Some notable fights of the blundering Bigfoot

Antonio "Bigfoot" Silva is, as his name would suggest, a sizable guy. He's a long-term sufferer of acromegaly, and the primary effect of the growth hormone deficiency is neatly summarized by its entymology- the Greek ákros megalo literally just means "very big".

At 6’4, the Brazilian is not actually especially tall for a heavyweight, but he is large, one of the few heavies who makes a significant cut down to 265 lbs. Not fat or even particularly muscular, but instead all stooping coarse skeleton and sinew. The structure of his face less like bones and flesh, and closer to water-driven erosions of limestone. Crags and cracks and shade interacting to create a visage in the rock.


Big men can’t really win fights. Not really, or at least not in the way that smaller ones can. When they come through, it’s because they overpowered the smaller fighter with brute force. If they have a measure of technical striking, then we know that they utilized their frame to exploit an unfair reach advantage over their foes. No-one wants to hear or see the story of the big man winning, looks forward to seeing Goliath or Cyclops or Gogmagog come out on top. We want to see them tricked, blinded, beaten with superior technology. In combat sports, there’s a special relish in a giant’s collapse, and Bigfoot Silva has taken an impressive fall like that more than once.

Everyone knows what can happen when he steps into the cage. If he manages to land a good punch, there aren’t many that are going to be left standing. If he gets on top of his opponent, he is so heavy and so strong that they’re unlikely to get out again.

Against this are his weaknesses: He is achingly slow, and not a difficult fighter to hit. Top heavy and consequently easy to take down. Once he’s on the mat, Silva struggles to haul those rocky bones back up.

So, we can see that when he fights others, he is the constant, the unmoving monolith. His victories are instead his opponent’s losses. They failed to overcome the clearly-defined array of skills put before them, or they were simply physically outmatched. There’s less room for acknowledging that he might harbor technique, or improvements, or strategy, because…well, look at him.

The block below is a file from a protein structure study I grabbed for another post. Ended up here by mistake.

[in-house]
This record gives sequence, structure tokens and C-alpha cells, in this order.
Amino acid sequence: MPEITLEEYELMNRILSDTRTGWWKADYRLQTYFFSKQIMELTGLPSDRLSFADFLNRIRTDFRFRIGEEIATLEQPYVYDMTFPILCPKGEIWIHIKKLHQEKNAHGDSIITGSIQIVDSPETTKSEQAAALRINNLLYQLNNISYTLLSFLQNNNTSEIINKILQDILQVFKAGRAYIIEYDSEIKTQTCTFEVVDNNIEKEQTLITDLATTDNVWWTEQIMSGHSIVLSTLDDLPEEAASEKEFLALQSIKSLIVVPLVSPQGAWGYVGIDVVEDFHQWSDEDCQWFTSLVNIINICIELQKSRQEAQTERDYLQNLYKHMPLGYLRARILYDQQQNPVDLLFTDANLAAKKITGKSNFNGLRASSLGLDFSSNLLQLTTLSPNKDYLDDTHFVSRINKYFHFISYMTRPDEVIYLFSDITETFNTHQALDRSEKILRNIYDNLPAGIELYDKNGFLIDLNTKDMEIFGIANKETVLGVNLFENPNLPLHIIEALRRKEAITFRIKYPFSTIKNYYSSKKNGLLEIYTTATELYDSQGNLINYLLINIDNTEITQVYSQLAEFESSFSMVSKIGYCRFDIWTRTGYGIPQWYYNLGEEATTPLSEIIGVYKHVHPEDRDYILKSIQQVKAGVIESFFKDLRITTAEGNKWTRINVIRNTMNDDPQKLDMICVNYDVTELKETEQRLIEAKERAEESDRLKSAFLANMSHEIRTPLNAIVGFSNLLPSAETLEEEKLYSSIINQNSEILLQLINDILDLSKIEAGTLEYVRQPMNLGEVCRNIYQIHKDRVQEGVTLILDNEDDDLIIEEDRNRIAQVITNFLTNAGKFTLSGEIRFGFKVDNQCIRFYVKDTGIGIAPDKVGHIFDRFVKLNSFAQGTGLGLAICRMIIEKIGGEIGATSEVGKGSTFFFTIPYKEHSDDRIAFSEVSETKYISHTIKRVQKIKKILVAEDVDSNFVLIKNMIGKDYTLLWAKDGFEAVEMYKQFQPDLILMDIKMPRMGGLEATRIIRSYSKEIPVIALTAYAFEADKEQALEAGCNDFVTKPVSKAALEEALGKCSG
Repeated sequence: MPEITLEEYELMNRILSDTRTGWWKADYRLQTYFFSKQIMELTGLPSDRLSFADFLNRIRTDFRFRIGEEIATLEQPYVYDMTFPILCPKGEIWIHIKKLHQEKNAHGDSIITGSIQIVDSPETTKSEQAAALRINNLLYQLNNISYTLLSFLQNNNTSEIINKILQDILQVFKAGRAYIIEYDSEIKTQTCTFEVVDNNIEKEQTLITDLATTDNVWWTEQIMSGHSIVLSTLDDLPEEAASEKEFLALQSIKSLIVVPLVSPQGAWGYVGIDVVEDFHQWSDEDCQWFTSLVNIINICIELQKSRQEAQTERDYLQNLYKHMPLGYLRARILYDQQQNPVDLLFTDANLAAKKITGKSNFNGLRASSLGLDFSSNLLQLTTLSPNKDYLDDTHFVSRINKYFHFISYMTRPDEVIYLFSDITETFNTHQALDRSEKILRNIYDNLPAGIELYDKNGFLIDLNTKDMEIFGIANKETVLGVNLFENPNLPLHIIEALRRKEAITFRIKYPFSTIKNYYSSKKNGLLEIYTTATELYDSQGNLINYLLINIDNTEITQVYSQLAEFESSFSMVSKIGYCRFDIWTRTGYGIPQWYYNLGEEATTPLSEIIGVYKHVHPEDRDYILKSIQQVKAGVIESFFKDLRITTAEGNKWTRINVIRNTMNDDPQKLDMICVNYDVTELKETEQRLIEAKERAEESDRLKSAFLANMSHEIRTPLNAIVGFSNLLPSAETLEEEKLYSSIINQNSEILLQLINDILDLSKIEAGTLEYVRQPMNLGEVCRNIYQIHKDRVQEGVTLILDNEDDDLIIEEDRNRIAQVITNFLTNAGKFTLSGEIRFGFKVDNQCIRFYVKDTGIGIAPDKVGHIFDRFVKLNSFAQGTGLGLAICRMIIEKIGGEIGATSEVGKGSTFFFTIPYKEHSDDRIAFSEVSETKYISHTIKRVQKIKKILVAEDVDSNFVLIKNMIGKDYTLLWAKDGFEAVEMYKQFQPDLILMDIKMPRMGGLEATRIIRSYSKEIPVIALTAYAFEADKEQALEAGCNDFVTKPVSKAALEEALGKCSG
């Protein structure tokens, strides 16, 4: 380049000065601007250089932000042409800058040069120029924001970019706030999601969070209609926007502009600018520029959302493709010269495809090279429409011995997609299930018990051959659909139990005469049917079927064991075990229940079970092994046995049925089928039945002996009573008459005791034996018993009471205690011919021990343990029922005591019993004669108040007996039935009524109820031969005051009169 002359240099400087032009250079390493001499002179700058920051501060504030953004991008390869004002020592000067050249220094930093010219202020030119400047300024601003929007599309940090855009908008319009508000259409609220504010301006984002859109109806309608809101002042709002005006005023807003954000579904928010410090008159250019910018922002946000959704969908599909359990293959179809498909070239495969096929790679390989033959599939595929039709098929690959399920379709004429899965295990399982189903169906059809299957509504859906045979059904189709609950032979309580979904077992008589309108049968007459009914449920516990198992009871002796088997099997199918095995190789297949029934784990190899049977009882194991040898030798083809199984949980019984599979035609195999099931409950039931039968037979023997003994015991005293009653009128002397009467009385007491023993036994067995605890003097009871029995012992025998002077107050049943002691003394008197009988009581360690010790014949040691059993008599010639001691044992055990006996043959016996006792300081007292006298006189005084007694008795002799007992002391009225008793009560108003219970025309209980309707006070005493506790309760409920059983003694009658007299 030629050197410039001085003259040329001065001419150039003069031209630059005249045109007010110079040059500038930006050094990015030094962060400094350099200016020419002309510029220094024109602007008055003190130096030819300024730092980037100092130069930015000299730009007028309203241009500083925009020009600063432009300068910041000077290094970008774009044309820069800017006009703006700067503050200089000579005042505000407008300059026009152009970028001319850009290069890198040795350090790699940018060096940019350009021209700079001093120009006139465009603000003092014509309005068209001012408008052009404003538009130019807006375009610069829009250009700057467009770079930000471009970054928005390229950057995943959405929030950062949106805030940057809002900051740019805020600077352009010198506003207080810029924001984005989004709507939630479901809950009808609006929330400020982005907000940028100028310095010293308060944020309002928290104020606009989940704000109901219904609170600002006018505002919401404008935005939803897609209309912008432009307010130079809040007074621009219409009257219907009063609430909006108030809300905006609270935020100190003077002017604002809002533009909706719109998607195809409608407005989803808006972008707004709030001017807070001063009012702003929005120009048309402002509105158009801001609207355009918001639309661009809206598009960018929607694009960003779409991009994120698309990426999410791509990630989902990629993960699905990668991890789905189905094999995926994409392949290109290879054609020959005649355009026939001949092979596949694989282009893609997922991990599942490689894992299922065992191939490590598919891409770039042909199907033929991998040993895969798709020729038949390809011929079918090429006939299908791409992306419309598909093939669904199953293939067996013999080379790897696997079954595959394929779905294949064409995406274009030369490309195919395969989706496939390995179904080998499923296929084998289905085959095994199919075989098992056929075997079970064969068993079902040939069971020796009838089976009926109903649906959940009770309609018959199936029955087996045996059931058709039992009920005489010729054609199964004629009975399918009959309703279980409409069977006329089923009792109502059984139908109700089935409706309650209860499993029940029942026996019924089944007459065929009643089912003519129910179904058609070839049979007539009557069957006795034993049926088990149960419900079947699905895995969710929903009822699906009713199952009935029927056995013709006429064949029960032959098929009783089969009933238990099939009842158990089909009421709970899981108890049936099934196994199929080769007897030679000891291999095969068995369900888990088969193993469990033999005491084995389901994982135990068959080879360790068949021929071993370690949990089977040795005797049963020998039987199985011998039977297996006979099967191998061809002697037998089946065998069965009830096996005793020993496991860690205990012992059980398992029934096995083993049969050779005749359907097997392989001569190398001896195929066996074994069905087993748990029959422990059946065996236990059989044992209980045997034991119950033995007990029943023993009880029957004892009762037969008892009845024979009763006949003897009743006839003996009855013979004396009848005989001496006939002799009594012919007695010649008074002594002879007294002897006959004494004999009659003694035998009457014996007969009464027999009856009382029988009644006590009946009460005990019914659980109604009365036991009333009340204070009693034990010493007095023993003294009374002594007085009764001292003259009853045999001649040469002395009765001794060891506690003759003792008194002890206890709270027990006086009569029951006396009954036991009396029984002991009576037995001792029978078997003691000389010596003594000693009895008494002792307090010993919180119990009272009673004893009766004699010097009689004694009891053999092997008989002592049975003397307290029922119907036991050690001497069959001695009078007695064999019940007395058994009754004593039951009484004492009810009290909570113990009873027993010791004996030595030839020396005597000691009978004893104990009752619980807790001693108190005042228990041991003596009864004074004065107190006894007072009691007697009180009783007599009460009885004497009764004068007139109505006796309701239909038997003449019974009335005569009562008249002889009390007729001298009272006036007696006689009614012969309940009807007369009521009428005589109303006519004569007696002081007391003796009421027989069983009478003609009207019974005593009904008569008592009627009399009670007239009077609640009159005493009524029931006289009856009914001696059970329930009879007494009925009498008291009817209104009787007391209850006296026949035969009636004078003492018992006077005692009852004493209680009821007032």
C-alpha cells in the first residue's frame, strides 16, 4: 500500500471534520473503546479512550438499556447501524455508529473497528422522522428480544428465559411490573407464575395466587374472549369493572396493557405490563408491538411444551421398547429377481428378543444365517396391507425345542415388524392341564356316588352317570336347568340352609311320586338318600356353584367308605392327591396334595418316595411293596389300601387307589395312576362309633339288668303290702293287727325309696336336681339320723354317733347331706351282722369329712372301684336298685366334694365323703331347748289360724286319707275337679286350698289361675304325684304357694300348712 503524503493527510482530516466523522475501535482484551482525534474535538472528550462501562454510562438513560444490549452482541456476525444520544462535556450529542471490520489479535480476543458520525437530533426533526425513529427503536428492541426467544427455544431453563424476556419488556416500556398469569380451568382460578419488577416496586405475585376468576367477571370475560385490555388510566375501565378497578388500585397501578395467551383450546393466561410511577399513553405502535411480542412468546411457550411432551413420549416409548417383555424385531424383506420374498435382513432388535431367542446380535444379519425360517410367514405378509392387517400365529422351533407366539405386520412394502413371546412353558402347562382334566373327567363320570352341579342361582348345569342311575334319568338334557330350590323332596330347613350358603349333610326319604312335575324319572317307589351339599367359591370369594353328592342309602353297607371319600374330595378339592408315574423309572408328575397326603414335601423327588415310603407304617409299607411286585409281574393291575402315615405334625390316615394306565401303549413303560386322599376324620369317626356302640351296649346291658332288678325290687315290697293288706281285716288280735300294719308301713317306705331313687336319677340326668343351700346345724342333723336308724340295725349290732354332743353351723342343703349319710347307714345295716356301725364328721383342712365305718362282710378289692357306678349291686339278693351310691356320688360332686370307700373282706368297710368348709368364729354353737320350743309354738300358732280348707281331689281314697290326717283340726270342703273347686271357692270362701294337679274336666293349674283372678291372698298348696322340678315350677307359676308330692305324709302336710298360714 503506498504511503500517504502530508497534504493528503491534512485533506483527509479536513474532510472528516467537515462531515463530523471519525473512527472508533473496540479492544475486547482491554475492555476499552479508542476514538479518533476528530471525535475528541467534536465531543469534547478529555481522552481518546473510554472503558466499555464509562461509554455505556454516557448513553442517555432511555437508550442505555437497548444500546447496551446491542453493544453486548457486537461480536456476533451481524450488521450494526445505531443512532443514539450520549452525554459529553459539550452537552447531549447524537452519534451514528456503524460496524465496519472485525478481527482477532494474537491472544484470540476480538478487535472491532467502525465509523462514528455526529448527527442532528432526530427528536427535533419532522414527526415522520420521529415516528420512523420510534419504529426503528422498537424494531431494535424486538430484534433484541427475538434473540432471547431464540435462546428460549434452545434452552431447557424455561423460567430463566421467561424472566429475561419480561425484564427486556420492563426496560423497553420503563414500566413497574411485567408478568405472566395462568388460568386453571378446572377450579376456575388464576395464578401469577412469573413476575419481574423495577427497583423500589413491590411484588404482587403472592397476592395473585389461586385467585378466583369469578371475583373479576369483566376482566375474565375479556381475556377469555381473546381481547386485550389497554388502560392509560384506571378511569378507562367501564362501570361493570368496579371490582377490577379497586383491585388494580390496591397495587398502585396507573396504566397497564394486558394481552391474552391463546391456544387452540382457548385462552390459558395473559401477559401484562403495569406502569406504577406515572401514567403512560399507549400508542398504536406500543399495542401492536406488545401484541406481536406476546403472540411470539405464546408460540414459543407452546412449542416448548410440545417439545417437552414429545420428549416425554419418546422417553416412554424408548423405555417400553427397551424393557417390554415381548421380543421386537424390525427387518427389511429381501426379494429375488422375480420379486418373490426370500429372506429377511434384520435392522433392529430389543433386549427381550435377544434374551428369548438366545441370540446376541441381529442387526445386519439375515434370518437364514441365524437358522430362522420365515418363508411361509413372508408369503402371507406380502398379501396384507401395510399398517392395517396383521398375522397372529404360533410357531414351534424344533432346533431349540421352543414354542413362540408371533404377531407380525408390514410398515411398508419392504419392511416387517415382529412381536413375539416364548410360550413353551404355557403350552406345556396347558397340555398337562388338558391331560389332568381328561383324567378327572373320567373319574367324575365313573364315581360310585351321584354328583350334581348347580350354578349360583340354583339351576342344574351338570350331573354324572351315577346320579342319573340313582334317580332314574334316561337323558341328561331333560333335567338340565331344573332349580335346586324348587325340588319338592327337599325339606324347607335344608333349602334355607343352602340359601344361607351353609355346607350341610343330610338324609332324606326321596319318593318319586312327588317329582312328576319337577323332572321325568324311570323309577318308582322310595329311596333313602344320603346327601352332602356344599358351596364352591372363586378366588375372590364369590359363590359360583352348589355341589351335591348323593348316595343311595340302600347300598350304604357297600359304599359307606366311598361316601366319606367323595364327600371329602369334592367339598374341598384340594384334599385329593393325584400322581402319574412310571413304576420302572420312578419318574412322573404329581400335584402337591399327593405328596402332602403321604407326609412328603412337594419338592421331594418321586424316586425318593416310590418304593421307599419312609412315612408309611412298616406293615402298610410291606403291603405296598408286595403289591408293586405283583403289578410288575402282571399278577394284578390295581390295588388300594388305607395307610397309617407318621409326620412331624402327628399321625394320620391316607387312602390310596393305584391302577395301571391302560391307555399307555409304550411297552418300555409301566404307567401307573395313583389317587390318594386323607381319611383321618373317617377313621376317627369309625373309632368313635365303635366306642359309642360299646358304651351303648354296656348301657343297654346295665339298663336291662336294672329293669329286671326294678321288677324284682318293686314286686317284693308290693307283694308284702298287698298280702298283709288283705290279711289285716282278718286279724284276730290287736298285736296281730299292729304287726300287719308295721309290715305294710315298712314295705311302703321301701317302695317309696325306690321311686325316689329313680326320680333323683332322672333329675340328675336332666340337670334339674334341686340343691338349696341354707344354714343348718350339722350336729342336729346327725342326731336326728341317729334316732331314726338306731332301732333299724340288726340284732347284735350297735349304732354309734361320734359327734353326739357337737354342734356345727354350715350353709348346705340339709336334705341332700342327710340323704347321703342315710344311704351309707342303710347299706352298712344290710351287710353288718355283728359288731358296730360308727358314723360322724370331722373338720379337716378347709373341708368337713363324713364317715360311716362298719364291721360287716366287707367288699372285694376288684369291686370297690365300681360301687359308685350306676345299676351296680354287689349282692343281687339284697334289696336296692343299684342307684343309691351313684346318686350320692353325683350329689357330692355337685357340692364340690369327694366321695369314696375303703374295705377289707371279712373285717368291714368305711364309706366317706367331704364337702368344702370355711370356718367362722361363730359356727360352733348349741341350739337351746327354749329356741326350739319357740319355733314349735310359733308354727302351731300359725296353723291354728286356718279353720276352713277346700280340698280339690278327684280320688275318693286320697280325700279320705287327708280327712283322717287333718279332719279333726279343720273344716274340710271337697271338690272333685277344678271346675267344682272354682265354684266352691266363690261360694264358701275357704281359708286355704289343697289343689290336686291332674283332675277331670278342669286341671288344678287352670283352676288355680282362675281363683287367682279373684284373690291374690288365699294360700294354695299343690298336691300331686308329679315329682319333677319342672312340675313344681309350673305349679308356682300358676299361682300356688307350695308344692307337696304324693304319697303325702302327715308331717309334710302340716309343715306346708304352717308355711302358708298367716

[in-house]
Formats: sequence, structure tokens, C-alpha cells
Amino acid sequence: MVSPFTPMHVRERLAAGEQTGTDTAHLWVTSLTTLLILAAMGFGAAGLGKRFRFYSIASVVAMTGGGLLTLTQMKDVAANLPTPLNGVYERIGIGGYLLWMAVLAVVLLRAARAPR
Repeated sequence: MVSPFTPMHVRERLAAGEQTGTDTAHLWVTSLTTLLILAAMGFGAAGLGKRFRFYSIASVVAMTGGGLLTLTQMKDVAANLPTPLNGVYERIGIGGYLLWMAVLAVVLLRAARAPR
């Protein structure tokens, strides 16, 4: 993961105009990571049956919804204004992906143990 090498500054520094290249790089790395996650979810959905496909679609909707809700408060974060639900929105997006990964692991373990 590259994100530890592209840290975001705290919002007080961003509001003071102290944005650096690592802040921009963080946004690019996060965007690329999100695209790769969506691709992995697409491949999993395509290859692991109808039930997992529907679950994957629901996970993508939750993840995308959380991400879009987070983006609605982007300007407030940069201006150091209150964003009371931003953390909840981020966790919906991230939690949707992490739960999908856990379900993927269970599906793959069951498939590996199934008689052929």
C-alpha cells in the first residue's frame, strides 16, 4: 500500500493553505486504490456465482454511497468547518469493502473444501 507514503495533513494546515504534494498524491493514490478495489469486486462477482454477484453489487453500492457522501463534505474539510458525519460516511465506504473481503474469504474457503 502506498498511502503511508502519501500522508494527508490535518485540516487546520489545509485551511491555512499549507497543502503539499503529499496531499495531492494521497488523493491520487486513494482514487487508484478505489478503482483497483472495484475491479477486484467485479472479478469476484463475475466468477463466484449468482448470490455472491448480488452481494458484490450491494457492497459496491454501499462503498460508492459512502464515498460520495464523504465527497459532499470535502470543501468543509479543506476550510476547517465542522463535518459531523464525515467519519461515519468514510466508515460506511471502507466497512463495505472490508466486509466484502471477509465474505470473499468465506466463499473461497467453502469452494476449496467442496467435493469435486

Every time we observe another, we unconsciously layer our preconceptions over them. Some of the most unwavering impressions have to be the concepts of the giant and the monster. Either he is a terrifying golem, or a gentle titan.

Pezao Silva is neither of these. He is a fearless, tactless guy. Something of a gym nomad, moving from ATT to Brazilian Top Team, to Imperial Athletics, to Team Nogueira. I don’t know why he keeps shifting, but I’d suspect it’s something to do with his prickly temper and tendency to blurt out anything that pops into his mouth.

On Lesnar: "That big guy doesn't like being punched. In his last fights, he was put in the fetal position by Shane Carwin and Cain Velasquez, which is humiliating for a fighter."

On Josh Barnett: "He makes me sick. He's the classic kiss-ass, a rude man ... I really want to face Barnett and I've already said I consider him a filthy person, even though he is a great fighter, and that I'll beat him up and close both of his eyes."

On Overeem: "To me, Overeem is among the best fighters in the world, and I want to always fight the best. Of course, where I come from - Paraiba, in Brasil - our supplement of choice is molasses, and our strength is our attitude and we will fight whoever, whenever. Let's see if Overeem can say the same."

Beyond that, he’s a rare heavyweight who has worked diligently to improve the technical aspects of his fight game, who actually thinks and tailors his approach to his opponents.

Rather than being this blundering monster who occasionally lucks into fluke punches and wins over better competition, to me he’s a man who has constantly been fighting against the very real limitations of his frame. Athletically outgunned virtually every time out, he’s used fundamentals, technique and strategy to win when no-one thought he could. His reward has been that his opponents were posthumously labelled spent, stupid, unlucky or any combination of the three.

Fabrcio Werdum


Bigfoot showed off some improved hands, and took the first frame from his fellow Brazilian. Werdum rallied in the second and third, changing levels for the takedown and attacking with the double-collar clinch to take the decision, flashing the first real hints of the trademark Chute Boxe Muai Thai. It was a good, underrated battle, particularly between heavyweights, and passed completely under the radar. Werdum had won, as expected, and therefore no improvements in either fighter were registered. It would take until Werdum fought Mike Russow, three years later, that anyone would acknowledge that he was actually OK at this kickboxing stuff. With the loss, Pezao merely dropped back into obscurity.

Andrei Arlovski


Booked as a bounceback for Arlovski after getting posterized by Fedor and Brett Rogers, the fight answered two questions: Firstly, that Arlovski could take a punch. Secondly, that Silva genuinely could box a little bit, as he maintained his distance, and patiently took apart the Jackson’s MMA product with one-twos and crosses. The general response from the media was that even if he had proven that his chin wasn’t made of fine china, Arlovski was even more shot than had previously been thought.